Should You Buy It?
If you are a fan of “The Conjuring” universe or the “Annabelle” films, you will be happy to know they are still churning out quality movies with great performances and effective scares. If you take away “The Nun” and “The Curse of La Llorona,” you have three really good movies (“The Conjuring,” “The Conjuring 2” and “Annabelle: Creation”) and two good ones in (“Annabelle” and “Annabelle Comes Home”). I was close to putting “Annabelle Comes Home” in the really good category, but it just misses the mark. However, it is still a good film and one worth adding to your collection if you own the good movies. I own five out of the seven films. There are special features and an alternate ending, but I wish they had gone into more depth with the special features. A commentary track would have been great as well. The Blu-ray looks and sounds great, which is always the case with Warner Brothers on their new release films. This is a day-one purchase for hardcore fans of the franchise or the universe, however you wish to describe it.
“Young Adult” comes to us from Jason Reitman and Diablo Cody who gave us “Juno,” but this is a very different movie. This collaboration of theirs is a bruise-black comedy starring Charlize Theron as Mavis Gary, a writer of young adult novels which resemble those “Sweet Valley High” books many read years ago (I did not). She finds out her high school boyfriend Buddy Slade (Patrick Wilson) has become a dad, and she travels back to her hometown in a mission to steal Buddy away from his wife and rekindle their long-lost romance.
Both Reitman and Cody dare us to share some time with a most unlikable character. Mavis is a recent divorcee who spends her mornings chugging down Diet Coke, her nights getting drunk on premium whiskey (Maker’s Mark should see an increase in sales from this movie), and she can barely hide her contempt for the town she grew up in. That she writes young adult books is a metaphor for her arrested development as her best years were in high school, and she has never gotten past them.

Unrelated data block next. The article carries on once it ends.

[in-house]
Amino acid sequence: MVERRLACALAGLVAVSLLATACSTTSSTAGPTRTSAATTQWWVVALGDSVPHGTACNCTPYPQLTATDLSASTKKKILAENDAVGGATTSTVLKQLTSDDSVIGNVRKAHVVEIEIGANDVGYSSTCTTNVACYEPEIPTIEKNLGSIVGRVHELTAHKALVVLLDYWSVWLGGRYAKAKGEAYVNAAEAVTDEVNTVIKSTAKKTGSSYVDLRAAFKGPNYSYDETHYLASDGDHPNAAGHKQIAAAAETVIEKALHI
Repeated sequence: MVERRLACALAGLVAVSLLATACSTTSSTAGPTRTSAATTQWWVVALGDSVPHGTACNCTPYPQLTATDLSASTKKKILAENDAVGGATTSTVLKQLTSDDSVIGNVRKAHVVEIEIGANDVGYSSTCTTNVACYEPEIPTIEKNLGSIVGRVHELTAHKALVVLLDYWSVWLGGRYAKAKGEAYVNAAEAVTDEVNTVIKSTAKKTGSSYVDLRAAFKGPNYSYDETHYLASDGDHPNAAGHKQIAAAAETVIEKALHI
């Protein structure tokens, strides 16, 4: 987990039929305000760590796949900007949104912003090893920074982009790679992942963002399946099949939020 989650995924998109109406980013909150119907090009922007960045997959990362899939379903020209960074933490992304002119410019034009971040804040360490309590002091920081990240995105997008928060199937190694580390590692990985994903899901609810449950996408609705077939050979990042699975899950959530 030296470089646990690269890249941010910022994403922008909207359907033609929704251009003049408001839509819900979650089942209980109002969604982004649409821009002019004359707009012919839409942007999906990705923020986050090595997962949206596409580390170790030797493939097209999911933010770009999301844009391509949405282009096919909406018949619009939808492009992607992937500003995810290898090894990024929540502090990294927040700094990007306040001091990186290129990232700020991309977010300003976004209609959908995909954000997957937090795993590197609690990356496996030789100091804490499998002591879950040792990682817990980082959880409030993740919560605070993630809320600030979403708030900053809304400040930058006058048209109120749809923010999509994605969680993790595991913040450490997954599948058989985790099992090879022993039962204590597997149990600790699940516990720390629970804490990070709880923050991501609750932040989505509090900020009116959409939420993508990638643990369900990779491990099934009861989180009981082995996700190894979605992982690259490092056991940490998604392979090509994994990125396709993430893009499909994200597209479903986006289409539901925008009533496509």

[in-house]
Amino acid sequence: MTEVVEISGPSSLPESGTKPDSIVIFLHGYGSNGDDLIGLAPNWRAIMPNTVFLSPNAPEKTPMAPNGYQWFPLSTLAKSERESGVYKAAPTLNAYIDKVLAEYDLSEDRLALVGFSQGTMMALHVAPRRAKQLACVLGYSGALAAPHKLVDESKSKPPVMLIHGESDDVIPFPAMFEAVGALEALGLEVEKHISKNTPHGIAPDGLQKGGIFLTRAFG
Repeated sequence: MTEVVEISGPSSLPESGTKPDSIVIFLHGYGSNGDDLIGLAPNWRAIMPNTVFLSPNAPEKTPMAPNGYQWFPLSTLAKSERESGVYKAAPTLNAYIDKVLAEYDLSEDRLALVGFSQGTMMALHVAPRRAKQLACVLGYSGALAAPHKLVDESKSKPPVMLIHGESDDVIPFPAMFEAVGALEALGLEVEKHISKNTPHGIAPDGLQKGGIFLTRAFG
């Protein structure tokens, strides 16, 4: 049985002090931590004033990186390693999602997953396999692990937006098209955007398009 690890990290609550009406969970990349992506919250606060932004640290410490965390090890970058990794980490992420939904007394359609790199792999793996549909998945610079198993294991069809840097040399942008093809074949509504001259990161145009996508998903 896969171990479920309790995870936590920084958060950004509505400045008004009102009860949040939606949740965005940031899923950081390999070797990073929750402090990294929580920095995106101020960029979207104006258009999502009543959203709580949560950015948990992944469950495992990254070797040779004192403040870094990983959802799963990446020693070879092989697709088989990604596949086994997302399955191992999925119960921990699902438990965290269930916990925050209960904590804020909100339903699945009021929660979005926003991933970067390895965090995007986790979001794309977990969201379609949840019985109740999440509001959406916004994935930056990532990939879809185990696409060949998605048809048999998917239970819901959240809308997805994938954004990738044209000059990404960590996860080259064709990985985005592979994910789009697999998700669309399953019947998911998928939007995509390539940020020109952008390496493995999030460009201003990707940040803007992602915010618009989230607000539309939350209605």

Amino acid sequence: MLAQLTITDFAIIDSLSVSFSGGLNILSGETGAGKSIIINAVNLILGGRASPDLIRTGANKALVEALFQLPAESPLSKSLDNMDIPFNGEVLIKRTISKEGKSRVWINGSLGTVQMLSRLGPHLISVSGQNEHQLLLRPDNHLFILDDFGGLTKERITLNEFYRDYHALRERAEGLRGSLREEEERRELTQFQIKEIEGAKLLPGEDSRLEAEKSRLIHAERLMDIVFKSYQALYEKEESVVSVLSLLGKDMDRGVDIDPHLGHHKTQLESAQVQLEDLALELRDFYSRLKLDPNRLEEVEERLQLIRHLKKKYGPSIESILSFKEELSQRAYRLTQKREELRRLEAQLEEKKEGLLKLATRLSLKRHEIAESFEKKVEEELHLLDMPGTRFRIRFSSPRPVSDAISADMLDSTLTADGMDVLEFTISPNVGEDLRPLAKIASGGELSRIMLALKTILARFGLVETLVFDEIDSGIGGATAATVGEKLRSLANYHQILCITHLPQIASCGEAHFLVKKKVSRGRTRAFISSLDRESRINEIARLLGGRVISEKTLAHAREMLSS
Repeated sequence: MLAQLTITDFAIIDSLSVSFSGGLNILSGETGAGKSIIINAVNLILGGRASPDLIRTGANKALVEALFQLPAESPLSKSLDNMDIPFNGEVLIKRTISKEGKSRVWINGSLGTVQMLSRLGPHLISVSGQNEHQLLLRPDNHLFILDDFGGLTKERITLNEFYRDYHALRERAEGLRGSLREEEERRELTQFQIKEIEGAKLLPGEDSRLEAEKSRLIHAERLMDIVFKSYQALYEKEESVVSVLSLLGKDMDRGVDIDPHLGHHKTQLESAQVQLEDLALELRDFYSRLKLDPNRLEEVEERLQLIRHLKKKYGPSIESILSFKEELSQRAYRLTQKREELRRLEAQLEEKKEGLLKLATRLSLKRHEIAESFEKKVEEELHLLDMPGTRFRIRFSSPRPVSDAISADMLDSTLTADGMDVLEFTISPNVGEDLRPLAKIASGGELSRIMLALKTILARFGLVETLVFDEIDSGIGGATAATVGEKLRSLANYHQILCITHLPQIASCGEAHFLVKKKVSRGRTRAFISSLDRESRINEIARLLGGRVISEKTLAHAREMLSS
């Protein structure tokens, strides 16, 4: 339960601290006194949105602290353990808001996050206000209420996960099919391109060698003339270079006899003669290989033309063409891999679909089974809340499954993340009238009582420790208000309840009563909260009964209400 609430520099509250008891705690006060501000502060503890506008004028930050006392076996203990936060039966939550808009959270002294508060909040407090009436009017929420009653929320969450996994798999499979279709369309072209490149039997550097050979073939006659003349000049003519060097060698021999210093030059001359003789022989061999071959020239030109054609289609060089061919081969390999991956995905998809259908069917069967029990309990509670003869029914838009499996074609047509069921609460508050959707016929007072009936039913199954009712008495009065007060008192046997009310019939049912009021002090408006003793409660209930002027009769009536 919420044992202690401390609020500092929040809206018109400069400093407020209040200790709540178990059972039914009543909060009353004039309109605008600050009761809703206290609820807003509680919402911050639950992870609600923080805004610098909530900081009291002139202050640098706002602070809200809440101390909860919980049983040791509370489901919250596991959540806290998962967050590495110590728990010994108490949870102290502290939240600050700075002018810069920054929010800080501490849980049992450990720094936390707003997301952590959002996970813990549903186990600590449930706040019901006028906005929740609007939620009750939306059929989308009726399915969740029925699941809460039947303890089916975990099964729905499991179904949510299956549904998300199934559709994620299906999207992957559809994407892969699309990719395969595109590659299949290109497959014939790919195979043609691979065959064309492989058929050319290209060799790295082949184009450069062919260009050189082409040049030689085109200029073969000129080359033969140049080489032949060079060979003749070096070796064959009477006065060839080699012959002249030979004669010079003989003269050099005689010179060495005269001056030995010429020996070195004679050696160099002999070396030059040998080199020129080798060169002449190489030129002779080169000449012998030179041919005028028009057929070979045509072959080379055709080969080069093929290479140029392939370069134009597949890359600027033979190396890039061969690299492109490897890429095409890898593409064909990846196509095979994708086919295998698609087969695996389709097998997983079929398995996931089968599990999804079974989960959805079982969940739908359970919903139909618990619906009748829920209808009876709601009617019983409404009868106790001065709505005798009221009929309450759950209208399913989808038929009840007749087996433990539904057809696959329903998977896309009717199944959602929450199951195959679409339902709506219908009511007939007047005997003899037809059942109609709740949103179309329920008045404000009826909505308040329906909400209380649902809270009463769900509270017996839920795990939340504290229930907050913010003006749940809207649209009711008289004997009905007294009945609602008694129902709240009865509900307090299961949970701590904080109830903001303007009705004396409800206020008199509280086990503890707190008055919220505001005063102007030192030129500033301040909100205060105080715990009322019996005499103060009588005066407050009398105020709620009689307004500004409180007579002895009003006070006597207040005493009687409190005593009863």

Theron is one of the best actresses working in movies right now, and her performance as Mavis Gary is one of her bravest. This is not a likable character, but Theron finds the humanity within Mavis, and this makes us want to follow her journey. While we despise Mavis’ desperation in reclaiming a past which has long since passed her by, Theron digs deep into the pain and depression which has long since engulfed this character, and she succeeds in making “Young Adult” more unforgettable than it already is.
But as great as Theron is, she is almost outdone by comedian Patton Oswalt who plays Mavis’ former classmate, Matt Freehauf. His character got beaten up very badly in high school, and his injuries have kept him from moving forward in life. Oswalt inhabits his character fully and never allows Matt to turn into a caricature. His sense of humor acts as a defense against the hurt he can quickly be reminded of, and he too finds the humanity in a character who could have easily turned into a cliché.
Cody’s script is excellent in mining the humor out of incredibly awkward and pitiful situations. This is a cathartic story which perfectly captures the dynamic between those who have moved on from high school and those who have not. This feels like a very personal script for her as it ponders those formative years which define us more than we want them to. While we would love to see those popular kids suffer tremendously, we can’t get past the sadness of Mavis’ current situation.
Reitman bravely moves out of his safety zone with this movie. As with his other movies, he succeeds in making all the characters seem as real as those we know in real life. While the beginning may seem slow and unnecessarily cold, he brilliantly highlights the sad state of Mavis’ life as much of it has been stolen from her.